Sodium likely helps in fighting flavour fatigue, therefore supporting fuelling, which is essential for maintaining energy levels and peak performance. More importantly, it aids in keeping your blood sodium concentration within a normal range, crucial for avoiding hyponatremia, which could lead to negative health implications and associated poor performance.
If you're an ultra-endurance athlete committed to optimising your performance and safeguarding your health, consider undergoing a sweat sodium test, particularly if you are participating in events of 4 hours or longer duration and hot environments. This test will empower you with the knowledge to fine-tune your hydration and nutrition plans, minimising health risks and associated performance losses. Consult with an Accredited Sports Dietitian with a special interest in endurance sports to get started on exploring this aspect of your next big event.
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Cairns et al 2014, 'Incidence of Exercise-Associated Hyponatraemia and Its Association with Nonosmotic Stimuli of Arginine Vasopressin in the GNW100s Ultra-endurance Marathon, Clinical Journal of Sports Medicine, vol. 0, n.0.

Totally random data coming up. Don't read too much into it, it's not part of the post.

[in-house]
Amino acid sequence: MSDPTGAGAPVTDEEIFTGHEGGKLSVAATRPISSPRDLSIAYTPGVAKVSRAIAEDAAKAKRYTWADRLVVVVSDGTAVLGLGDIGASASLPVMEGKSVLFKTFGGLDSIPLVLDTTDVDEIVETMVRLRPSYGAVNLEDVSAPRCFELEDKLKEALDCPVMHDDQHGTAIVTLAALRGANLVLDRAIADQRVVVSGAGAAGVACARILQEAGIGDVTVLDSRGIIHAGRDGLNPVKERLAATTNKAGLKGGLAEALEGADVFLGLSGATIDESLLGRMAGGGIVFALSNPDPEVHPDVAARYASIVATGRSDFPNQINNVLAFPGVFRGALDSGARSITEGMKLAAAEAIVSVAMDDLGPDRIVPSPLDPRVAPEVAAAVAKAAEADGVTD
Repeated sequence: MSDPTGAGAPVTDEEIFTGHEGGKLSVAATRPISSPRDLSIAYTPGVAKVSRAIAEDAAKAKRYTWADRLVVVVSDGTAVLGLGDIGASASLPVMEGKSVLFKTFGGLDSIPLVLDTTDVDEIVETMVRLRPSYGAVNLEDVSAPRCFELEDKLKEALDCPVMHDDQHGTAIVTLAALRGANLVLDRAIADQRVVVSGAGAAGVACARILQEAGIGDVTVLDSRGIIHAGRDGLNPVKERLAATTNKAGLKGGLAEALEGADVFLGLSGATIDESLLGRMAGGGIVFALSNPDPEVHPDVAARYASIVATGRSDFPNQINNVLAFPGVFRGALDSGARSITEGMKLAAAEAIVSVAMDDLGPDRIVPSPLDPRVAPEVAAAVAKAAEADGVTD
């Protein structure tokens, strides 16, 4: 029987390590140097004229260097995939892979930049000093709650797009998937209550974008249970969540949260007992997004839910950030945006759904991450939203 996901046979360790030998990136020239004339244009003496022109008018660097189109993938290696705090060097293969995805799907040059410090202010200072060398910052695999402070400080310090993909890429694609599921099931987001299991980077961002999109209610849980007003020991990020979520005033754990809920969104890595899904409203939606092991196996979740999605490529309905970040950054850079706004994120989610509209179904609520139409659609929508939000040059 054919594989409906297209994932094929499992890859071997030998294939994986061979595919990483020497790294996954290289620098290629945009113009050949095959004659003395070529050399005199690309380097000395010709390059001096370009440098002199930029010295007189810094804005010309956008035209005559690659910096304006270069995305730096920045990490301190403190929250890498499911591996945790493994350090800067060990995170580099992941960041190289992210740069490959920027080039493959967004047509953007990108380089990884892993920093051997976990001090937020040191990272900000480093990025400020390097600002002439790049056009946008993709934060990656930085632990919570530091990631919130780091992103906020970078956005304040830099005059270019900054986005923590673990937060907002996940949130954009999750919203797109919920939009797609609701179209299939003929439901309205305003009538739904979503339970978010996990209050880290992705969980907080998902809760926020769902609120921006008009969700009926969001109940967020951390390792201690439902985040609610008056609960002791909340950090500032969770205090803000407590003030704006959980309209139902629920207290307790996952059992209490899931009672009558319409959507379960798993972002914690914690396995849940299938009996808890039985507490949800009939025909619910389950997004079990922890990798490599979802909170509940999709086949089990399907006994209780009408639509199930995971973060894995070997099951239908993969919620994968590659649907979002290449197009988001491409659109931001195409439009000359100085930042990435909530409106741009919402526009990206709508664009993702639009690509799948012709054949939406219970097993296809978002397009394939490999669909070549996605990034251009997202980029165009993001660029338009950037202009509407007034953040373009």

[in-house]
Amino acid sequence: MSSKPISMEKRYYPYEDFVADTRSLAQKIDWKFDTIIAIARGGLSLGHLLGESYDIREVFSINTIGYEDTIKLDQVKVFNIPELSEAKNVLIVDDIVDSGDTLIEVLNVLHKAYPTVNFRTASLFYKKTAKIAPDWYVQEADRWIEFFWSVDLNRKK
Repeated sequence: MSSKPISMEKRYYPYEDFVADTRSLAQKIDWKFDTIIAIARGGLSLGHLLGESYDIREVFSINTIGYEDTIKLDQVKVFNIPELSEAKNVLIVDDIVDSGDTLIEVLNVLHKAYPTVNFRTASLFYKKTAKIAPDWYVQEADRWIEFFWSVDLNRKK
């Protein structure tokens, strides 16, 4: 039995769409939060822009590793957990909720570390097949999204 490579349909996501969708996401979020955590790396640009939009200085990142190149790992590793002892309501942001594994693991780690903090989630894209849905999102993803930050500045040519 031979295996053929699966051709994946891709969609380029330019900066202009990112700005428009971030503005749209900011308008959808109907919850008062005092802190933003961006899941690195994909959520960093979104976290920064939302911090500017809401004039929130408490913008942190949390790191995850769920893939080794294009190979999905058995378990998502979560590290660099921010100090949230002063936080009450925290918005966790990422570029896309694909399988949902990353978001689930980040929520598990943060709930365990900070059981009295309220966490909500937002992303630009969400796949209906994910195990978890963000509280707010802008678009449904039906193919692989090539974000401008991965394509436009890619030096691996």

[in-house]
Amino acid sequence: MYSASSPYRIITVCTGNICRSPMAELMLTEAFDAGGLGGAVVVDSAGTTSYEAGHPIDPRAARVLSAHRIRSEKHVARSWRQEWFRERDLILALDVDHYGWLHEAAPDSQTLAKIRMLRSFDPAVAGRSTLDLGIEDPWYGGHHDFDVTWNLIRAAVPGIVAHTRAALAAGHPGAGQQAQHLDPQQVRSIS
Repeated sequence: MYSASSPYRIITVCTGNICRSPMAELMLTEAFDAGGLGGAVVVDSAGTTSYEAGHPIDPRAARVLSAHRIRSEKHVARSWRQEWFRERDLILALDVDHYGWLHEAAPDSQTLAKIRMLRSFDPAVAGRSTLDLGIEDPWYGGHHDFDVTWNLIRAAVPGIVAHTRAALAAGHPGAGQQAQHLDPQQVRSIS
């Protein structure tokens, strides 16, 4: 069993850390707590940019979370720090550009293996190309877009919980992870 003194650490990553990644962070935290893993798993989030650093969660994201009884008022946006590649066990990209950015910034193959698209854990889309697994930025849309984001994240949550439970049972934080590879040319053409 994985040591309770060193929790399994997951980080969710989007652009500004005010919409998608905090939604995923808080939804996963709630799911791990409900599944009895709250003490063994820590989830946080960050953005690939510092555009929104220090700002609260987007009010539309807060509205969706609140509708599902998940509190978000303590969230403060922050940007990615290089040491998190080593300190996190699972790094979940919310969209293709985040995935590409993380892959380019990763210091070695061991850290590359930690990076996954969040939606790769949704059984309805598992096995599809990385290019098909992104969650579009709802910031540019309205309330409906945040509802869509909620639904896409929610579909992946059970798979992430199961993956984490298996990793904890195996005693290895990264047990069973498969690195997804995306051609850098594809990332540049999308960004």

Knechtle, B et al 2019, 'Exercise-Associated Hyponatraemia in Endurance and Ultra-Endurance Performance – Aspects of Sex, Race Location, Ambient Temperature, Sports Discipline, and Length of Performance: A Narrative Review', Medicina, doi: 10.3390/medicina55090537
McCubbin 2022, ‘Modelling sodium requirements of athletes across a variety of exercise scenarios – Identifying when to test and target, or season to taste', European Journal of Sports Science, DOI: 10.1080/17461391.2022.2083526
McCubbin & Costa 2023, 'Effect of Personalised Sodium Replacement on Fluid and Sodium Balance and Thermophysiological Strain During and After Ultraendurance Running in the Heat', International Journal of Sports Physiology and Performance, ahead of print.